It does feel a bit prophetic that Lawrence is moving not to New York or Chicago or some other place where perhaps a head of hair such as his would be met with scoffs and scrutiny. But he is in Jacksonville, located just a Hail Mary toss below the Georgia state line. It is, after all, the hometown of Lynyrd Skynyrd, and what was it they wrote in “Gimme Three Steps?”

Hey there fellow with the hair colored yellow, whatcha tryin’ to prove?

“Oh, he won’t get any resistance down here for that haircut, not in Jacksonville,” says Brent Martineau, who covers the Jags for, among other outlets, ESPN 690 AM. “This was the home of [Gardner] Minshew Mania, with the mustache and hair. And if you’ve ever been in this town, we have no lack of long hair, especially when the guy with the long hair is the No. 1 pick in the draft.”

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Did Raiders again ‘reach’ in the draft? Depends upon your definition – Las Vegas Raiders Blog



HENDERSON, Nev. — Still trying to figure out how the Las Vegas Raiders could reeeaaach, yet again, for their first-round draft pick — this time Alabama offensive tackle Alex Leatherwood?

After taking Clelin Ferrell at No. 4 overall in 2019. After making Henry Ruggs III the first receiver selected in an historically-deep draft for wideouts in 2020.


As in, stop trying to figure it out. Because it all depends upon your definition of “reach,” and who, exactly, is defining it.

Look, the Raiders, like 31 other NFL teams, have their own draft boards and rankings and really don’t care about your mocks or what Mel Kiper Jr., Daniel Jeremiah or anyone else thinks heading into the draft.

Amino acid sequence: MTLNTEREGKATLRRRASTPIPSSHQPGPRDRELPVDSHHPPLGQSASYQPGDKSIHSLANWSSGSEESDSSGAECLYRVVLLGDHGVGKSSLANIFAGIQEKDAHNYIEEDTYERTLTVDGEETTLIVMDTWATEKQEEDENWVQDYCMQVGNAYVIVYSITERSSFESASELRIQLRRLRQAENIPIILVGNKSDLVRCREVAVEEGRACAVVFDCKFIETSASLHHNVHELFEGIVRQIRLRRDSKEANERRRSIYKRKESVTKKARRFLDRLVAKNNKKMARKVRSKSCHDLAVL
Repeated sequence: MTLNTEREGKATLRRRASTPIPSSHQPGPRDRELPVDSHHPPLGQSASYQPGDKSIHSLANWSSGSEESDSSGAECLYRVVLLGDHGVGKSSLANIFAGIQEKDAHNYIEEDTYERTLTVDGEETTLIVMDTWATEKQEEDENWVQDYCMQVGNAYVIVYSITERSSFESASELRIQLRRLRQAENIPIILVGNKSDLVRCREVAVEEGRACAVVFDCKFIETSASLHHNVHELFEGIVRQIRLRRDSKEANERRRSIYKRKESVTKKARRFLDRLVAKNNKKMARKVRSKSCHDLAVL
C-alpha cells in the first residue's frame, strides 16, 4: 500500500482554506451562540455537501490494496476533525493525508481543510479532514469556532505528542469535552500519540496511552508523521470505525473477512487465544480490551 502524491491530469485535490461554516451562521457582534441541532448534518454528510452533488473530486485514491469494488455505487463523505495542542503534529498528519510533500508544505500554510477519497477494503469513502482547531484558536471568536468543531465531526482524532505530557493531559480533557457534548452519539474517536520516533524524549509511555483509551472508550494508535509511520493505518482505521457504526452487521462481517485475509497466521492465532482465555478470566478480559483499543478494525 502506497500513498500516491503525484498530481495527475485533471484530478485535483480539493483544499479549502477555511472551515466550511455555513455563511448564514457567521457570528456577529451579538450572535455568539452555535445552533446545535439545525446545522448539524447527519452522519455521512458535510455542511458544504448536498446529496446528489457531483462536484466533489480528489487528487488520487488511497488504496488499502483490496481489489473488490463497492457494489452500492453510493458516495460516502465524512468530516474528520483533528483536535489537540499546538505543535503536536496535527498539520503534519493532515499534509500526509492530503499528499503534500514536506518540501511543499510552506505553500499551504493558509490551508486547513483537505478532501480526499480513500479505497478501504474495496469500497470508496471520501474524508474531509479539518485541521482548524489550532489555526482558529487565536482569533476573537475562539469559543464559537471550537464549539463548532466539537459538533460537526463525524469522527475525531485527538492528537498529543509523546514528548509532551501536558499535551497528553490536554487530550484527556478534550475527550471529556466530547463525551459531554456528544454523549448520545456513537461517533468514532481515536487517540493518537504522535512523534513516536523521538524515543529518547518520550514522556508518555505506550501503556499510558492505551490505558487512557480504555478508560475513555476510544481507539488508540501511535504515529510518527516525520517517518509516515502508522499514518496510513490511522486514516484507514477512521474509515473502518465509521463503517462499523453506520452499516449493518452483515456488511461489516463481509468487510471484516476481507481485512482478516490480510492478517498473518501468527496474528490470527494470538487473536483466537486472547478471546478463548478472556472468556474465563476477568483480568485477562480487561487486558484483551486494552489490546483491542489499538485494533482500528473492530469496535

“I ignore it 100 percent, except for the fact that I think it’s part of my job to understand league value,” said Raiders general manager Mike Mayock, who, before being hired by the Raiders in 2019, used to make a living placing values on college players and producing his own mock drafts for NFL Network.

“So if you’re going to move up or down the board, you have to know what league value on players are.”

This is not to defend, or decry, the Raiders’ thinking as much as it is to explain how they could select Leatherwood, nowhere near a consensus Top 5 offensive tackle, at No. 17 overall.

To paraphrase Sally Field, the Raiders loved him. They really, really loved him. And at the end of the day, that’s all that mattered. Or did you miss Mayock, who used to make a living alongside the likes of Kiper and Jeremiah, saying that, ratings be damned, Leatherwood was their guy at No. 17?

“In all honesty,” Mayock said, “he was the highest-rated player on our board at that time — offense or defense.”

And there it is. As in, per the Raiders’ draft board, the notions of specific need and best player available intersected when Las Vegas came on the clock. And from Las Vegas’ perspective, the pick was a no-brainer.

Meanwhile, much of Raider Nation was ready to leap from the Stratosphere Tower after the Leatherwood pick, what with both Christian Darrisaw and Teven Jenkins still available. Surely, the Raiders could have traded back and still got their man, no?

Eh, no. Not according to Mayock.

“Just when we got on the clock a team did call us and inquired about moving up but they gave us a very poor trade offer and it was a team that needed a tackle,” he said. “So the combination of the poor offer and their need kind of pushed us away from that.

“There’s a risk/reward scenario and, in this case, we didn’t feel that it was worth it.”

Looking back, the only team after Las Vegas to select an offensive tackle in the first round was Minnesota, who took Darrisaw at No. 23 (Jenkins went 39th to Chicago).

The Raiders trading up in the second round to get the consensus top-ranked safety in Trevon Moehrig at No. 43 seemed to quell Raider Nation. Because, really, had you flipped those two picks — Moehrig in the first round and Leatherwood in the second — many would have celebrated on the Strip.